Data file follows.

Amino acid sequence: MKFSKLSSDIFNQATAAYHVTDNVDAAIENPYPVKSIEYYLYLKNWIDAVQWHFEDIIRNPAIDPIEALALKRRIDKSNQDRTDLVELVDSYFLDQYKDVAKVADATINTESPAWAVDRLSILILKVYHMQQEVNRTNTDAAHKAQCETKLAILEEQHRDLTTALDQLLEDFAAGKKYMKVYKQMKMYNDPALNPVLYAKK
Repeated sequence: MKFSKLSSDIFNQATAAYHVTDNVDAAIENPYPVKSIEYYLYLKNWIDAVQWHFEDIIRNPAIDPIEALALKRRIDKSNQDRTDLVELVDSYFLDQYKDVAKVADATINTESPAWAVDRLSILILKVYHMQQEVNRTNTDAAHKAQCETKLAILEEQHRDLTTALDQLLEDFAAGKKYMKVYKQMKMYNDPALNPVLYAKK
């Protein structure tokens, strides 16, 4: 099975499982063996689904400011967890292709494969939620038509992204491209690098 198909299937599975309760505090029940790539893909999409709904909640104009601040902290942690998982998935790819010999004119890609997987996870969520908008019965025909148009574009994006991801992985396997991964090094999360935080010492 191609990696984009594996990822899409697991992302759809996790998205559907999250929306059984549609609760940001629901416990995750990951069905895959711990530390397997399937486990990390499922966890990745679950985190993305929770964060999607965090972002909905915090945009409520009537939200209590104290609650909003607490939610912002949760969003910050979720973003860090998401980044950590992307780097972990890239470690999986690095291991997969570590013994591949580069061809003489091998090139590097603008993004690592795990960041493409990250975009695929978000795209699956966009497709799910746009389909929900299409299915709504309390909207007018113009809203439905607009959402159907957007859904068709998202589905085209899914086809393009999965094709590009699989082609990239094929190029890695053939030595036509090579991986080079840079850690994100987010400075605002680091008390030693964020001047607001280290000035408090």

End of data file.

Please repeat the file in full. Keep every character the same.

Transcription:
Amino acid sequence: MKFSKLSSDIFNQATAAYHVTDNVDAAIENPYPVKSIEYYLYLKNWIDAVQWHFEDIIRNPAIDPIEALALKRRIDKSNQDRTDLVELVDSYFLDQYKDVAKVADATINTESPAWAVDRLSILILKVYHMQQEVNRTNTDAAHKAQCETKLAILEEQHRDLTTALDQLLEDFAAGKKYMKVYKQMKMYNDPALNPVLYAKK
Repeated sequence: MKFSKLSSDIFNQATAAYHVTDNVDAAIENPYPVKSIEYYLYLKNWIDAVQWHFEDIIRNPAIDPIEALALKRRIDKSNQDRTDLVELVDSYFLDQYKDVAKVADATINTESPAWAVDRLSILILKVYHMQQEVNRTNTDAAHKAQCETKLAILEEQHRDLTTALDQLLEDFAAGKKYMKVYKQMKMYNDPALNPVLYAKK
């Protein structure tokens, strides 16, 4: 099975499982063996689904400011967890292709494969939620038509992204491209690098 198909299937599975309760505090029940790539893909999409709904909640104009601040902290942690998982998935790819010999004119890609997987996870969520908008019965025909148009574009994006991801992985396997991964090094999360935080010492 191609990696984009594996990822899409697991992302759809996790998205559907999250929306059984549609609760940001629901416990995750990951069905895959711990530390397997399937486990990390499922966890990745679950985190993305929770964060999607965090972002909905915090945009409520009537939200209590104290609650909003607490939610912002949760969003910050979720973003860090998401980044950590992307780097972990890239470690999986690095291991997969570590013994591949580069061809003489091998090139590097603008993004690592795990960041493409990250975009695929978000795209699956966009497709799910746009389909929900299409299915709504309390909207007018113009809203439905607009959402159907957007859904068709998202589905085209899914086809393009999965094709590009699989082609990239094929190029890695053939030595036509090579991986080079840079850690994100987010400075605002680091008390030693964020001047607001280290000035408090």